Mr Shafee and Ms Alcorn are renting the property through HomeGround Real Estate, an agency that offers affordable rentals and donates the profits it makes from management fees to Launch, a community housing organization.

Problem ‘just going to get worse’

woman sitting at a table
Michele Adair says “renters just haven’t been valued.”(ABC News: Tim Fernandez)

Renters’ advocate and chief executive of the NSW Housing Trust Michele Adair said state laws were still skewed in favor of landlords because property in Australia was seen as a means of wealth creation rather than shelter.

“There are lots of really good private landlords [that] provide affordable rental housing, but the problem that we have is that renters just haven’t been valued,” Ms Adair said.

“One in three people rent a home today and probably nine out of ten rents at some stage, yet we have had decades of government policy which just really disregards the rights of tenants and their safety and security.

“We continue to have this myth and fallacy pushed by private interest groups who, as we have seen, just continue to push the wealth creation and profit motive.”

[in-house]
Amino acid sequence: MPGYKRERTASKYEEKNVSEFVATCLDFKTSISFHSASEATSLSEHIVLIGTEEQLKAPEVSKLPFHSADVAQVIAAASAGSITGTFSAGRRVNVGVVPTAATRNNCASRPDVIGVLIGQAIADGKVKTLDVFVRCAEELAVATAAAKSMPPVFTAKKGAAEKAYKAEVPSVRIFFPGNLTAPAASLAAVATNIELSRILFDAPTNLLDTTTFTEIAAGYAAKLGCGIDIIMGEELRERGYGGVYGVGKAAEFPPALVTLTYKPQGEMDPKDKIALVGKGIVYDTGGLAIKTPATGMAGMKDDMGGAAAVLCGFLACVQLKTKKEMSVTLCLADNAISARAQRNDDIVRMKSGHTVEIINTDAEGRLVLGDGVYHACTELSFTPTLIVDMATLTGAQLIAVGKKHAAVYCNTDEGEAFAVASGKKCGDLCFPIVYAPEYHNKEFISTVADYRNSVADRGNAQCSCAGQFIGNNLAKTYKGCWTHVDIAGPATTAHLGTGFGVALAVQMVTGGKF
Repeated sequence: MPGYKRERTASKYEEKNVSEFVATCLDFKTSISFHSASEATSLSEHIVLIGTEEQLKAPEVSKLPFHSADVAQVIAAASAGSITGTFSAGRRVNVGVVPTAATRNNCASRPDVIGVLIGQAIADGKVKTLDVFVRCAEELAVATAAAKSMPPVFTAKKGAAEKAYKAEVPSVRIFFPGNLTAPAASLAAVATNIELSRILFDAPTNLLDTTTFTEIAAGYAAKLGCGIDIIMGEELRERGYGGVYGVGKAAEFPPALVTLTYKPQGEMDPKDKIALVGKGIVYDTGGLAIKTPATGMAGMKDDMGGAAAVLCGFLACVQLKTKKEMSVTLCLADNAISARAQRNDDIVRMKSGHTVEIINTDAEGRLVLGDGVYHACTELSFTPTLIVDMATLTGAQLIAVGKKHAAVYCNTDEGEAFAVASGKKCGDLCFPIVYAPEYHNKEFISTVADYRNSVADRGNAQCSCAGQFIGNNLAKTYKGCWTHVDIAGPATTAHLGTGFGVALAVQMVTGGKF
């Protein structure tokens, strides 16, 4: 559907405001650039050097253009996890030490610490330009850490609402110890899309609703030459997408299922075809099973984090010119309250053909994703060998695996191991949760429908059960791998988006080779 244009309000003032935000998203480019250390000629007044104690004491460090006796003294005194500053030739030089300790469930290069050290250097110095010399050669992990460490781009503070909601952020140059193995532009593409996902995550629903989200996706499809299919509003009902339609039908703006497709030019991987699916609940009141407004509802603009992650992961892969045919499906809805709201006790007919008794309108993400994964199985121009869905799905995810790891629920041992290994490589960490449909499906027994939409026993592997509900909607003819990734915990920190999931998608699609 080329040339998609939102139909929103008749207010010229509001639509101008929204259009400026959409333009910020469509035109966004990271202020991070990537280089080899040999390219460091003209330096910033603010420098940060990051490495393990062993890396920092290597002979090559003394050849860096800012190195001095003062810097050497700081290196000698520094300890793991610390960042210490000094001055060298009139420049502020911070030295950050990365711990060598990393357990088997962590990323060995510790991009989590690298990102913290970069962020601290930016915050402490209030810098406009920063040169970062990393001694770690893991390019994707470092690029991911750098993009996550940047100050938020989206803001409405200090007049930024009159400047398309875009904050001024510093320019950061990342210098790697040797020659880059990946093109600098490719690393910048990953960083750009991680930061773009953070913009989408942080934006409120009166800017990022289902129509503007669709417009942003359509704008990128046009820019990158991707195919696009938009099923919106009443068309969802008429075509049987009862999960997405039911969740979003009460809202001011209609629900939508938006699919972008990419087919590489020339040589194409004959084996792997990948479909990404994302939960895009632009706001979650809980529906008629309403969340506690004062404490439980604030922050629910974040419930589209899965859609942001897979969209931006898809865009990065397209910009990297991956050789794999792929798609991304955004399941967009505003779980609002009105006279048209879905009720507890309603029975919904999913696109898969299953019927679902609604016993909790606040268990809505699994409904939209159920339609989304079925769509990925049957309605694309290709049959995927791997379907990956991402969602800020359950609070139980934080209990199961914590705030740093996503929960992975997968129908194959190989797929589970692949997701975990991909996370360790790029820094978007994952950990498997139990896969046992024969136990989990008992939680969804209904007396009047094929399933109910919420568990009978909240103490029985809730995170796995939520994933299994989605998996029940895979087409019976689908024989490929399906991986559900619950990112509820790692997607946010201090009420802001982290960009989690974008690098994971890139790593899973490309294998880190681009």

Ms Adair said the so-called “motive” had led to the current rental crisis.

“There is no end in sight and without urgent action by all levels of government. The problem is just going to get worse for the foreseeable future and I’m afraid that means years and not months.”

Watch this story on 7.30 on ABC TV and ABC iview.



$70m that renters unknowingly owed to NT government is ‘quietly’ waived

Legal advocates say the Northern Territory government has “quietly” wiped $70 million worth of rental debt allegedly owed by remote residents who didn’t know the debt existed.

The existence of the alleged debt came to light when the Santa Teresa community sued the NT Department of Housing for providing uninhabitable housing stock.

In 2016 the government announced it would countersue the residents taking legal action against them, claiming individual households owed up to $21,000 to the department in unpaid rent.